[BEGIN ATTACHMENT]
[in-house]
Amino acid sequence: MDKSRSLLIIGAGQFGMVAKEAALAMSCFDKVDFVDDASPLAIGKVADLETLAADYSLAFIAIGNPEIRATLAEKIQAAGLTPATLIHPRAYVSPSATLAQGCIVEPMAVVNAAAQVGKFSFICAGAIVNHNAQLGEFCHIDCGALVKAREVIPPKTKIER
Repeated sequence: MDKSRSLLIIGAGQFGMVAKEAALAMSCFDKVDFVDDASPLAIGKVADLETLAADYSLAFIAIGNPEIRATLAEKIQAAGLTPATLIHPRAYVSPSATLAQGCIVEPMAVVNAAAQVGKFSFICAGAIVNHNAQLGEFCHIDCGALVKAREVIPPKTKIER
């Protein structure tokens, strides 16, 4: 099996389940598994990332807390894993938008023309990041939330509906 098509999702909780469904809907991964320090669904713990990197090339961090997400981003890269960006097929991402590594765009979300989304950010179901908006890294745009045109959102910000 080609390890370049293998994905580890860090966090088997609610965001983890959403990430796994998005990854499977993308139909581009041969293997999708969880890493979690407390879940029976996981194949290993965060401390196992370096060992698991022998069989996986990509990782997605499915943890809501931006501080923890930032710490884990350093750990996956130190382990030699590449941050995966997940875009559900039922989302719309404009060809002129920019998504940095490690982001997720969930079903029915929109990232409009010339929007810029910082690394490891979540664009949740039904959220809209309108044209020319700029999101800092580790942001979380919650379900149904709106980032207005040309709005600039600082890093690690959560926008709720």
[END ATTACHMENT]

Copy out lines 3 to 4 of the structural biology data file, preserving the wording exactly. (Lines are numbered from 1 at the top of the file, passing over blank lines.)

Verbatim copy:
Repeated sequence: MDKSRSLLIIGAGQFGMVAKEAALAMSCFDKVDFVDDASPLAIGKVADLETLAADYSLAFIAIGNPEIRATLAEKIQAAGLTPATLIHPRAYVSPSATLAQGCIVEPMAVVNAAAQVGKFSFICAGAIVNHNAQLGEFCHIDCGALVKAREVIPPKTKIER
């Protein structure tokens, strides 16, 4: 099996389940598994990332807390894993938008023309990041939330509906 098509999702909780469904809907991964320090669904713990990197090339961090997400981003890269960006097929991402590594765009979300989304950010179901908006890294745009045109959102910000 080609390890370049293998994905580890860090966090088997609610965001983890959403990430796994998005990854499977993308139909581009041969293997999708969880890493979690407390879940029976996981194949290993965060401390196992370096060992698991022998069989996986990509990782997605499915943890809501931006501080923890930032710490884990350093750990996956130190382990030699590449941050995966997940875009559900039922989302719309404009060809002129920019998504940095490690982001997720969930079903029915929109990232409009010339929007810029910082690394490891979540664009949740039904959220809209309108044209020319700029999101800092580790942001979380919650379900149904709106980032207005040309709005600039600082890093690690959560926008709720």